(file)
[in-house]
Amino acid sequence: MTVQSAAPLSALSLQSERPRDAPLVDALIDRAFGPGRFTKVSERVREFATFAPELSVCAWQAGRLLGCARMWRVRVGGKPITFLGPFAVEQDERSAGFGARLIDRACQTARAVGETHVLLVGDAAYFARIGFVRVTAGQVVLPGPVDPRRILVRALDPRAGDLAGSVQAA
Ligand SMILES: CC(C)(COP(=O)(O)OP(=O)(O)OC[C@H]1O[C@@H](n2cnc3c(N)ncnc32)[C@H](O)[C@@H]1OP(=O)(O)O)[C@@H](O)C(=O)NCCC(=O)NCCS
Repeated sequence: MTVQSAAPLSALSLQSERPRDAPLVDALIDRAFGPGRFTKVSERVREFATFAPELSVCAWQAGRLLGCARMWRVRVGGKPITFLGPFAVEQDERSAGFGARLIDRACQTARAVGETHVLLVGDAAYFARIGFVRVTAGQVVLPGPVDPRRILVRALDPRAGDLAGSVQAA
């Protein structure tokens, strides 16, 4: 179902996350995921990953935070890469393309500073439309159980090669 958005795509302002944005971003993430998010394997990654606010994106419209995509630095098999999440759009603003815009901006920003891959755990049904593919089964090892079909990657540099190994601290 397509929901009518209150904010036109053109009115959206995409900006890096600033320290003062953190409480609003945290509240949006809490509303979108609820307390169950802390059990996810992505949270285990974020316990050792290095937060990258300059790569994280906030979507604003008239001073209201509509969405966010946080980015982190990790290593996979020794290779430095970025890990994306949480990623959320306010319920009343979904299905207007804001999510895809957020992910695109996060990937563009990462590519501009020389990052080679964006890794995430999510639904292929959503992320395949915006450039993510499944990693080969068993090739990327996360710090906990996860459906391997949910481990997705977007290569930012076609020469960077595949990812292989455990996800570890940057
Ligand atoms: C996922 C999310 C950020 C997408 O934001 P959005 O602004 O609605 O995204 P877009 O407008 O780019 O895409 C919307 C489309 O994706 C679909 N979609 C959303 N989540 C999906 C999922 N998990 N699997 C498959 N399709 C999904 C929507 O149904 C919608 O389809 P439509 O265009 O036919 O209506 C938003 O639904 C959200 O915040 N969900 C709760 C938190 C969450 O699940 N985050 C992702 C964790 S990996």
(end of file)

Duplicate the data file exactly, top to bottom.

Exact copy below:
[in-house]
Amino acid sequence: MTVQSAAPLSALSLQSERPRDAPLVDALIDRAFGPGRFTKVSERVREFATFAPELSVCAWQAGRLLGCARMWRVRVGGKPITFLGPFAVEQDERSAGFGARLIDRACQTARAVGETHVLLVGDAAYFARIGFVRVTAGQVVLPGPVDPRRILVRALDPRAGDLAGSVQAA
Ligand SMILES: CC(C)(COP(=O)(O)OP(=O)(O)OC[C@H]1O[C@@H](n2cnc3c(N)ncnc32)[C@H](O)[C@@H]1OP(=O)(O)O)[C@@H](O)C(=O)NCCC(=O)NCCS
Repeated sequence: MTVQSAAPLSALSLQSERPRDAPLVDALIDRAFGPGRFTKVSERVREFATFAPELSVCAWQAGRLLGCARMWRVRVGGKPITFLGPFAVEQDERSAGFGARLIDRACQTARAVGETHVLLVGDAAYFARIGFVRVTAGQVVLPGPVDPRRILVRALDPRAGDLAGSVQAA
């Protein structure tokens, strides 16, 4: 179902996350995921990953935070890469393309500073439309159980090669 958005795509302002944005971003993430998010394997990654606010994106419209995509630095098999999440759009603003815009901006920003891959755990049904593919089964090892079909990657540099190994601290 397509929901009518209150904010036109053109009115959206995409900006890096600033320290003062953190409480609003945290509240949006809490509303979108609820307390169950802390059990996810992505949270285990974020316990050792290095937060990258300059790569994280906030979507604003008239001073209201509509969405966010946080980015982190990790290593996979020794290779430095970025890990994306949480990623959320306010319920009343979904299905207007804001999510895809957020992910695109996060990937563009990462590519501009020389990052080679964006890794995430999510639904292929959503992320395949915006450039993510499944990693080969068993090739990327996360710090906990996860459906391997949910481990997705977007290569930012076609020469960077595949990812292989455990996800570890940057
Ligand atoms: C996922 C999310 C950020 C997408 O934001 P959005 O602004 O609605 O995204 P877009 O407008 O780019 O895409 C919307 C489309 O994706 C679909 N979609 C959303 N989540 C999906 C999922 N998990 N699997 C498959 N399709 C999904 C929507 O149904 C919608 O389809 P439509 O265009 O036919 O209506 C938003 O639904 C959200 O915040 N969900 C709760 C938190 C969450 O699940 N985050 C992702 C964790 S990996």